Barnard, J. W., Wang, W. K. (2008). Post-tenure review as if it mattered. Journal of Contemporary Legal Issues, 17.
The author contends that post-tenure review is just one of any number of management strategies that a university can use. However, the premise of the article is that the post-tenure review process can be used as a mechanism to achieve specific institutional goals and objectives making for a faculty that is more "engaged, productive, and generative of important and useful ideas."The important concept that the process can be used to enlist employees to work as a team in an ever-changing market of ideas.
Dnes, A., & Garoupa, N. (2005). Academic tenure, post-tenure effort, and contractual damages. Economic Inquiry, 43(4), 831-839. doi:10.1093/ei/cbi061
An article in support of the tenure system, the study conducted by Dnes and Garoupa is designed to identify the incentive properties which connect tenure to high performance indicators in certain categories. Though the study endorses theoretically exploring alternatives to tenure, this is more as a way of revising evaluation strategies that can help to improve the tenure program rather than as a way of discrediting the tenure program.
Green, R. G. (2008). Tenure and promotion decisions: The relative importance of teaching, service, scholarship and service. Journal of Social Work Education, 44(2), 117-127. doi:10.5175/JSWE.2008.200700003
The article is a recurrent one throughout our research that provides the resolution to our study that the best way to support the positive maintenance of the tenure system is through the establishment of clear and reliable performance indicators. Using these to define qualifications for tenure may help to reduce the perceived need for post-tenure review.
Haag, P. (2005). Is collegiality code for hating ethnic, racial, and female faculty at tenure time? Education Digest, 71(1), 57-62.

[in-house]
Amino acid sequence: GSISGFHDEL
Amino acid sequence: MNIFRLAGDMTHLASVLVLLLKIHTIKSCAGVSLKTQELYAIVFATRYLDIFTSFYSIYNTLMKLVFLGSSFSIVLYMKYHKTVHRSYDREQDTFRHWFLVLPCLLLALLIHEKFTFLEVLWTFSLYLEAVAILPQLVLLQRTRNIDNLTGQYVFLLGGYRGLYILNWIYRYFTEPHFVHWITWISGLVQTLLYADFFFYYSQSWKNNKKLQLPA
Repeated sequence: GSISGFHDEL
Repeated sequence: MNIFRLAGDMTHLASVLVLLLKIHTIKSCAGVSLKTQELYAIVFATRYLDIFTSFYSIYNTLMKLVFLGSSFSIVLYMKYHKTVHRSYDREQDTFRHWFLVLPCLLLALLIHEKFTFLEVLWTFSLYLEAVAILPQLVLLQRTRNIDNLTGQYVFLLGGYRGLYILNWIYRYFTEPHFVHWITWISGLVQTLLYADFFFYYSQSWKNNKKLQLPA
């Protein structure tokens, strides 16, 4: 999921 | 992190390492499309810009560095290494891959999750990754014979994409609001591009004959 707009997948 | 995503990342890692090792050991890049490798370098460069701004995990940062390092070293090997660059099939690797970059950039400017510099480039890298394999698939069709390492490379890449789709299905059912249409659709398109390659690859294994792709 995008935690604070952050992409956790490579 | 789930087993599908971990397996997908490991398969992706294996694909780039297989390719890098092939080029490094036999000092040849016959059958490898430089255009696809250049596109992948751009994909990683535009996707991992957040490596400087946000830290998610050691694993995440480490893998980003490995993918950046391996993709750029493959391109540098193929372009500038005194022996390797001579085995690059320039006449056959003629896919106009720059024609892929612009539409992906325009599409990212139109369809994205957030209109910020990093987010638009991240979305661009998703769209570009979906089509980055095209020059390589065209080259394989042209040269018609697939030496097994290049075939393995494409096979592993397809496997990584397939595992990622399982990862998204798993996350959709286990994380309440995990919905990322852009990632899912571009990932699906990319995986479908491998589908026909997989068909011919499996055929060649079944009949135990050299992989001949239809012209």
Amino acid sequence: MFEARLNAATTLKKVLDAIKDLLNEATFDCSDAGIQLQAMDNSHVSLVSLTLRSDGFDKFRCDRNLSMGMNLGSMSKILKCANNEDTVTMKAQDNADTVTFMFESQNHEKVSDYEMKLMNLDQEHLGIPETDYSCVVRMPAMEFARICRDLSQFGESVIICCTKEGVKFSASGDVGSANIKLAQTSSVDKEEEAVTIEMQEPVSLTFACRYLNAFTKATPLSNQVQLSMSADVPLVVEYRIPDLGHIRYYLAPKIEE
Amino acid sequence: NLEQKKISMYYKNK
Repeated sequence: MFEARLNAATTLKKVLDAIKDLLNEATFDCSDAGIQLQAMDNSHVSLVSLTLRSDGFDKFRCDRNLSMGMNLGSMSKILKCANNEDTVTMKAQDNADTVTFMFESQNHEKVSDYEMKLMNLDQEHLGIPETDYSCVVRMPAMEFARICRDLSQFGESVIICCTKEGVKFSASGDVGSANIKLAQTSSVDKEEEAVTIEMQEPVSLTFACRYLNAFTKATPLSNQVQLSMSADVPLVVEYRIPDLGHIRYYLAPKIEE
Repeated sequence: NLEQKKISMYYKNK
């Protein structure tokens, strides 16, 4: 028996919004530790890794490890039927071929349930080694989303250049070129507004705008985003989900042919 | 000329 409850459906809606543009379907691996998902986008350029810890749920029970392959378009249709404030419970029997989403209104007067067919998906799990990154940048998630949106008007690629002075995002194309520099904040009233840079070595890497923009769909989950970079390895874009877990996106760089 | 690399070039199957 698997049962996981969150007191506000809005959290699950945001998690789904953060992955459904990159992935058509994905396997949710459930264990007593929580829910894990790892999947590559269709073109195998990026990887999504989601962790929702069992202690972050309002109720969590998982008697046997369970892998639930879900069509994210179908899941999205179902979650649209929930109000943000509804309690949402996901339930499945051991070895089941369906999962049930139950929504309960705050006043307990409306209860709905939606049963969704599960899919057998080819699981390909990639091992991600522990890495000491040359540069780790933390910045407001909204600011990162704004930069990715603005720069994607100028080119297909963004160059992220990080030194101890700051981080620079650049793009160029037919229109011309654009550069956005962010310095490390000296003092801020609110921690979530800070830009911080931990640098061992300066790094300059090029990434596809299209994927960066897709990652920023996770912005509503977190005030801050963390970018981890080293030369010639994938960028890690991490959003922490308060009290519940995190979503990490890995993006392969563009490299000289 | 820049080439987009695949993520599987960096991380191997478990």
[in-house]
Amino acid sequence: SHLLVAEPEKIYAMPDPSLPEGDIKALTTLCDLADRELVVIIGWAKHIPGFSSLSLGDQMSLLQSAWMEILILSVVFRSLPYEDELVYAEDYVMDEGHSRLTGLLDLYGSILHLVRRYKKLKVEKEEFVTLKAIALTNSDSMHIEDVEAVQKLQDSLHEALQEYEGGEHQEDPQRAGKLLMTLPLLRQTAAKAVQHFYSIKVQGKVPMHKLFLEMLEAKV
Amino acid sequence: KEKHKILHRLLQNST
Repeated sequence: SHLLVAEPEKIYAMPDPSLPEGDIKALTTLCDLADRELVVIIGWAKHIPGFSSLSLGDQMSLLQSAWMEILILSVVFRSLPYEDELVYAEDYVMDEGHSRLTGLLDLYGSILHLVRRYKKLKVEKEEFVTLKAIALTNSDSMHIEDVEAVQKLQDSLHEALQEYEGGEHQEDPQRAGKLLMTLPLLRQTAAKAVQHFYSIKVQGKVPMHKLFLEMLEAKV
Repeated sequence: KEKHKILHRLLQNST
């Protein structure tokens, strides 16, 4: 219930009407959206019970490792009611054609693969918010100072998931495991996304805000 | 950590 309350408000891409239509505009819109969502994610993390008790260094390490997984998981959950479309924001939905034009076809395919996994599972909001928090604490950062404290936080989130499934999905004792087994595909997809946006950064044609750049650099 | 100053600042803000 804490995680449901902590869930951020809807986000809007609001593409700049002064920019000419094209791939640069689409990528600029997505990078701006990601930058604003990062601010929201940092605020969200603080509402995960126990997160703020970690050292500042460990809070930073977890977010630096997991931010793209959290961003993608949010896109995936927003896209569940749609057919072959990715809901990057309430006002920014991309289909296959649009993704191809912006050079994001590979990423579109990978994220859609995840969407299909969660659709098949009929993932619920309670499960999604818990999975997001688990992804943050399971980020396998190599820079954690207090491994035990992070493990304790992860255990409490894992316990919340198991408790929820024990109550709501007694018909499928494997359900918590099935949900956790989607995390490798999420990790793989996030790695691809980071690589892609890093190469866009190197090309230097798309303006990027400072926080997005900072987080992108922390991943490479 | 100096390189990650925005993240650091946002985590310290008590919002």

The author provides some level of support for other research encountered here such as the article by Roepnack and Lewis (2007) who found tenure to have elements of exclusivity to it, which call its legitimacy into question. Using anecdotal evidence, the research here supports this claim by indicating that collegiality is intended as an internal monitoring of the qualifications necessary for receiving tenure; however, this quite often serves as a barrier to women and ethnic or racial minorities.
Johnson, S. W. (2007). Post-tenure review: A university's business guide. Academic Exchange Quarterly, 11(2), 214-220.
Johnson explains that the purpose of this study is to determine the benefits and limitations of the post-tenure review process. The purpose of the post-tenure review process is to ensure that skills and contributions from the faculty continue to develop, even after the faculty member becomes tenured. Johnson is aiming to provide universities with suggestions on how to avoid the downfalls that are often associated with the post-tenure review process. The author finds that the post-tenure review process seems to enhance and support the continued development of the university in incremental stages.
Neumann, A. (2009). Protecting the passion of scholars in times of change. Change, 41(2), 10-15.